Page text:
Traumatic posterior fossa epidural hematoma (PFEDH) is rare, but among children it may have a slightly higher incidence. With the widespread use of CT scanning, the diagnosis of PFEDH can be established more accurately, leading to an increased incidence of the lesion and possibly to a better patient prognosis. This study presents 40 pediatric cases with PFEDH.
The authors assessed the type of trauma, clinical findings on admission, Glasgow Coma Scale scores, CT findings (thickness of the hematoma, bone fracture, compression of the fourth ventricle, and ventricle enlargement), type of treatment, clinical course, and prognosis. Early postoperative CT scans (within the first 6 hours) were obtained and reviewed in all surgical cases.
Twenty-nine patients underwent surgery and 11 patients received conservative therapy and close follow-up. All patients fared well, and there was no surgical mortality or morbidity.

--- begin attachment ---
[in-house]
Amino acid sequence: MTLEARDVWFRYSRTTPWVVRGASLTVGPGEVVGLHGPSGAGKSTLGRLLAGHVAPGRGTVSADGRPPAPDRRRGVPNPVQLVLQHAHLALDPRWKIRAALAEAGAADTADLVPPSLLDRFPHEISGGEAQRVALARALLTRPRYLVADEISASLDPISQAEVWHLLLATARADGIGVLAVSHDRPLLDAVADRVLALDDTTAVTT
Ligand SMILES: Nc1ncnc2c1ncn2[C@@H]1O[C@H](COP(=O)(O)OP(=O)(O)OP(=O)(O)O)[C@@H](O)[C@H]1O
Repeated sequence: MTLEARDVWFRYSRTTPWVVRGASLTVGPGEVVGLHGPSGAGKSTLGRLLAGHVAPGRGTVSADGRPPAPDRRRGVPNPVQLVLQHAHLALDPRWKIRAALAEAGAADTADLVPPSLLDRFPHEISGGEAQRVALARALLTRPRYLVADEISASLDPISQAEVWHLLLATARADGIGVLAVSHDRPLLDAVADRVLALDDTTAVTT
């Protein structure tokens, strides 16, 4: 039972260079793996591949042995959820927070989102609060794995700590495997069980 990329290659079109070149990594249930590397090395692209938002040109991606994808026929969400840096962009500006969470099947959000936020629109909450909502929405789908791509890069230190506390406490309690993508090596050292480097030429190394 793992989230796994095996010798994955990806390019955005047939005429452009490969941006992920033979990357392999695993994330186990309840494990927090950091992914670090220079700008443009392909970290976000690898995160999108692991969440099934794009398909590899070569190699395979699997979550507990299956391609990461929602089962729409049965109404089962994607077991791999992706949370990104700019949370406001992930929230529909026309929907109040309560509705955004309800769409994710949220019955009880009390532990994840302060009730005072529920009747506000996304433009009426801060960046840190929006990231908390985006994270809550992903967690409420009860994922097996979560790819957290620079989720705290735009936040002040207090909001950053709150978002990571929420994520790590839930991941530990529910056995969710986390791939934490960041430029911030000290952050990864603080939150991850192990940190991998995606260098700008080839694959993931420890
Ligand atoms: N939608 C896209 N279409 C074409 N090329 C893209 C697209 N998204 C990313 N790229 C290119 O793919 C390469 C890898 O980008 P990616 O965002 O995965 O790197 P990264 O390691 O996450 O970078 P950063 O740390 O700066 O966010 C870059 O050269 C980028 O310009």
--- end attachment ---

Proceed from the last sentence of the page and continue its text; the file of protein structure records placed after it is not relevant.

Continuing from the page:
Based on the data in this large series, the authors conclude that PFEDH in children can be treated in experienced centers with excellent outcome, and there is no need to avoid surgery when it is indicated.
Abbreviations used in this paper:GCS = Glasgow Coma Scale; PFEDH = posterior fossa epidural hematoma; SAH = subarachnoid hemorrhage.
Address correspondence to: Mehmet Osman Akcakaya, M.D., Department of Neurosurgery, Istanbul Universitesi Istanbul Tıp Fakultesi Norosirurji Anabilim Dalı, Norolojik Bilimler Binası 6.kat Çapa/Fatih/İstanbul 34093, Turkey. email: firstname.lastname@example.org.
Please include this information when citing this paper: DOI: 10.3171/2011.11.PEDS11177.
PozzatiETognettiFCavalloMAcciarriN: Extradural hematomas of the posterior cranial fossa. Observations on a series of 32 consecutive cases treated after the introduction of computed tomography scanning. Surg Neurol32:300–3031989